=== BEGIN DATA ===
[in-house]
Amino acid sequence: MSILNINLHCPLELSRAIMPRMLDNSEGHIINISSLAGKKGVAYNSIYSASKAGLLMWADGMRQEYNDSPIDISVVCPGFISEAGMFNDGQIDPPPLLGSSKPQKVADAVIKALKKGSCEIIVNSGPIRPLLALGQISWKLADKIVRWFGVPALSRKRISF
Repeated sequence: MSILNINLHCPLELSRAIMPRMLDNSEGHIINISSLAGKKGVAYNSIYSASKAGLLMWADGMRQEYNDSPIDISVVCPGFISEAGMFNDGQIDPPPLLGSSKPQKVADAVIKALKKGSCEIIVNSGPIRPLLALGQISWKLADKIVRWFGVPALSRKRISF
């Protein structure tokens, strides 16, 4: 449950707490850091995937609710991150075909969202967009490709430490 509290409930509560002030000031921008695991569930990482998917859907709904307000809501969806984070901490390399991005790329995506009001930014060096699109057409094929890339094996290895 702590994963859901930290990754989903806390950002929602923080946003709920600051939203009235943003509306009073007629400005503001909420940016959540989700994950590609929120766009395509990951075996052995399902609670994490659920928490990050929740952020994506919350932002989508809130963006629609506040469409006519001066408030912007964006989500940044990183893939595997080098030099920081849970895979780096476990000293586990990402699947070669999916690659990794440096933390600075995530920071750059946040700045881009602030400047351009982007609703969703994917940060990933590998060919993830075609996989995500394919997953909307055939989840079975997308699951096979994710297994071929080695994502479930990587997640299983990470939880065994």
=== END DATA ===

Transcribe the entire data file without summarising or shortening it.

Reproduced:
[in-house]
Amino acid sequence: MSILNINLHCPLELSRAIMPRMLDNSEGHIINISSLAGKKGVAYNSIYSASKAGLLMWADGMRQEYNDSPIDISVVCPGFISEAGMFNDGQIDPPPLLGSSKPQKVADAVIKALKKGSCEIIVNSGPIRPLLALGQISWKLADKIVRWFGVPALSRKRISF
Repeated sequence: MSILNINLHCPLELSRAIMPRMLDNSEGHIINISSLAGKKGVAYNSIYSASKAGLLMWADGMRQEYNDSPIDISVVCPGFISEAGMFNDGQIDPPPLLGSSKPQKVADAVIKALKKGSCEIIVNSGPIRPLLALGQISWKLADKIVRWFGVPALSRKRISF
């Protein structure tokens, strides 16, 4: 449950707490850091995937609710991150075909969202967009490709430490 509290409930509560002030000031921008695991569930990482998917859907709904307000809501969806984070901490390399991005790329995506009001930014060096699109057409094929890339094996290895 702590994963859901930290990754989903806390950002929602923080946003709920600051939203009235943003509306009073007629400005503001909420940016959540989700994950590609929120766009395509990951075996052995399902609670994490659920928490990050929740952020994506919350932002989508809130963006629609506040469409006519001066408030912007964006989500940044990183893939595997080098030099920081849970895979780096476990000293586990990402699947070669999916690659990794440096933390600075995530920071750059946040700045881009602030400047351009982007609703969703994917940060990933590998060919993830075609996989995500394919997953909307055939989840079975997308699951096979994710297994071929080695994502479930990587997640299983990470939880065994």